Barry Freeman (right) hugs Tommy Gage after Gage’s son, Garrett, pleaded guilty to an aggravated robbery in which Freeman’s son, Braeden, was killed.

A Temple man and a Waco woman pleaded guilty Tuesday in a February 2015 home-invasion robbery in which one of the robbers and a robbery victim were shot and killed.

Cierra McKenzie Barber, 22, and Garrett Marshall Gage, 19, both had been charged with capital murder in the robbery-slayings at an apartment in the 1900 block of South 16th Street in Waco.

Prosecutors agreed to dismiss the capital murder charges in exchange for Barber and Gage pleading guilty to first-degree felony aggravated robbery charges, sparing them both from potential sentences of life in prison without parole.

Judge George Allen accepted the plea agreements and sentenced Barber, said to be the mastermind of the botched robbery, to 30 years in prison. Gage was sentenced to 40 years in prison. Both must serve at least half of their sentences before they are eligible for parole.

Police have said that Barber recruited Gage and Keith William McClure to rob the apartment of drugs and cash and drove them to the location about 10:30 p.m. There were eight people inside at the time Gage and McClure entered, and both were struck when an occupant of the apartment, Chantz Wayne Hefelfinger, opened fire with a rifle.

Braeden Freeman, a 20-year-old Mart High School graduate, was shot and killed inside the apartment, and police initially thought that McClure shot him. Later, however, officials determined that Hefelfinger fired the shots that killed both Freeman and McClure.

Police perceived that Hefelfinger was acting in self-defense and defense of others, and he was not charged.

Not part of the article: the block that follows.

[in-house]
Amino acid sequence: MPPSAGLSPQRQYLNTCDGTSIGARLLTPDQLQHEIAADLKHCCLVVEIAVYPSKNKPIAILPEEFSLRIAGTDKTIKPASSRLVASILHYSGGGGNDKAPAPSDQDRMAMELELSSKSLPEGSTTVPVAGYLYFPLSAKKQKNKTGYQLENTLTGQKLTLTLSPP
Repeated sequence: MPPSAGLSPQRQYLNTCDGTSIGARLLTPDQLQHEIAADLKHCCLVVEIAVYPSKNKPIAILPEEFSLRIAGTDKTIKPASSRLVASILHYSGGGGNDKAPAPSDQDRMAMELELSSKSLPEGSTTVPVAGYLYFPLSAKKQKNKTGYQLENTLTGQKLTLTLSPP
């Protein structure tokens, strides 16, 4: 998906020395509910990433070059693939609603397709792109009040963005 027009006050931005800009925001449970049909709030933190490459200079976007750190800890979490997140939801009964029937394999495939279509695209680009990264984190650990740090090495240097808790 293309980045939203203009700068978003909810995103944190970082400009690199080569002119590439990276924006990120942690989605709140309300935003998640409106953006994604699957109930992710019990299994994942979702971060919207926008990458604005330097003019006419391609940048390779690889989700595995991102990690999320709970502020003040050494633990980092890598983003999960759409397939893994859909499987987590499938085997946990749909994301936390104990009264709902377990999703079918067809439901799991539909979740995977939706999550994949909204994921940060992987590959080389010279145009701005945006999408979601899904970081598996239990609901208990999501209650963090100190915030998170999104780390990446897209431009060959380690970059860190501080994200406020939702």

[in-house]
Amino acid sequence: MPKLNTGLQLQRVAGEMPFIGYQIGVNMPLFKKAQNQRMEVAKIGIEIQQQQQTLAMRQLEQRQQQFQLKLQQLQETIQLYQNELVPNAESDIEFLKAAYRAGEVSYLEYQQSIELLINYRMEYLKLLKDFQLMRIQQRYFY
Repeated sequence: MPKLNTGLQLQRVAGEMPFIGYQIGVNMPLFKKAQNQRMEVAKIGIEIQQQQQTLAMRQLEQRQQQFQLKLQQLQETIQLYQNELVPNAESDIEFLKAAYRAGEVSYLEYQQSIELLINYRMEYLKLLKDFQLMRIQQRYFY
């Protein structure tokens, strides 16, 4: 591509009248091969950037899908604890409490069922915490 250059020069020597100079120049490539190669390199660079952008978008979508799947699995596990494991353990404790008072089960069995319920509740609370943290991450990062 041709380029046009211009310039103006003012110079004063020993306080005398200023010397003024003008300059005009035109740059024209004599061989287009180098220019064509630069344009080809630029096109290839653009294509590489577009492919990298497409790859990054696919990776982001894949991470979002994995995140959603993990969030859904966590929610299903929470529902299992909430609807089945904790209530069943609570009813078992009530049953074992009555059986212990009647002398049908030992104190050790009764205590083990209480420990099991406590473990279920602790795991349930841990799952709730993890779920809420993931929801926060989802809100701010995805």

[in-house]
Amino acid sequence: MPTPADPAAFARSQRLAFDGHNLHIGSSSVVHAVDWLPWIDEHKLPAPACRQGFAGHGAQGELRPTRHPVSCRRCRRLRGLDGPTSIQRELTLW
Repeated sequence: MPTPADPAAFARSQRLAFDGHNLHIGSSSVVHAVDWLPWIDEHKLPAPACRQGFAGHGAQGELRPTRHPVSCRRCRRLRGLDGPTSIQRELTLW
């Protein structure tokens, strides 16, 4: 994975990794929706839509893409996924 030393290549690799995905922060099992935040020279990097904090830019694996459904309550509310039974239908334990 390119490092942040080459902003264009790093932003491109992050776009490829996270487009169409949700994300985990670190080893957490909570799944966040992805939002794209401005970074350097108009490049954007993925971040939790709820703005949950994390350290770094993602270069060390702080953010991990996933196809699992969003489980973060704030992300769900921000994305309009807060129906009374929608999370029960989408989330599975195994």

McClure, 19, of Temple, collapsed in the parking lot of the apartment complex and died later at a local hospital. Gage, who was grazed in the leg, was arrested several blocks away from the apartment, police have said.

Tuesday’s plea hearing was attended by about 75 people, many of whom cried during emotional victim-impact statements from Freeman’s father, mother and sister.

“I don’t know what to say except may God forgive you,” Barry Freeman told Barber and Gage. “May you find God in your hearts, and I hope you think about what your actions have done to your parents. I have forgiven, but I can’t forget. There is so much I would like to say, but all I can say is God bless you, God forgive you.”

Freeman’s mother, Nicole Freeman, a registered nurse, lamented the fact that she has helped save hundreds of lives as a nurse but could not save her son.

She read from her son’s obituary and read a poem she wrote in memory of her son, who was attending McLennan Community College.

“I’ll never forget what you did and how your horrid actions changed the course of our lives forever,” she said. “I do applaud both of you for taking responsibility for your actions and sparing us the pain of a trial. I do thank you for that.”

Freeman’s younger sister, Savannah Freeman, told the pair that she gladly would give them “every ounce of your freedom” to spend one more second with her brother.

“It’s a tragedy for everyone involved,” prosecutor Michael Jarrett said. “Hundreds of lives were changed forever because of their stupid decisions.”

After the hearing, Gage’s father, Tommy Gage, and Barry Freeman clutched each other tightly in an emotional embrace. Each man cried as the toll the incident has taken on their lives came to bear.

“It was the right thing to do,” said Tommy Gage, a contractor in Temple. “I just wanted him to know that I am really sorry for his loss and that we grieve for his family and are praying for his family. It is horrible for everyone involved, and I am so sorry for his loss. He asked me if I thought Garrett was going to be OK.”

Tommy Gage said his son got involved in the incident through Barber. While Garrett Gage carried a gun into the apartment, it was not loaded or operational, his father said, adding that neither his son nor McClure fired any shots that night.

“Our thing is Garrett was involved in the act, but he didn’t cause the death,” Tommy Gage said. “I just don’t see what happened today as justice. He didn’t take these people’s lives.”

Tommy Gage said he thinks a sentence of 20 or 25 years would have been more appropriate in his son’s case.

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Staff writer at the Waco Tribune-Herald covering courts and criminal justice. Follow me on Twitter @TSpoonFeed.

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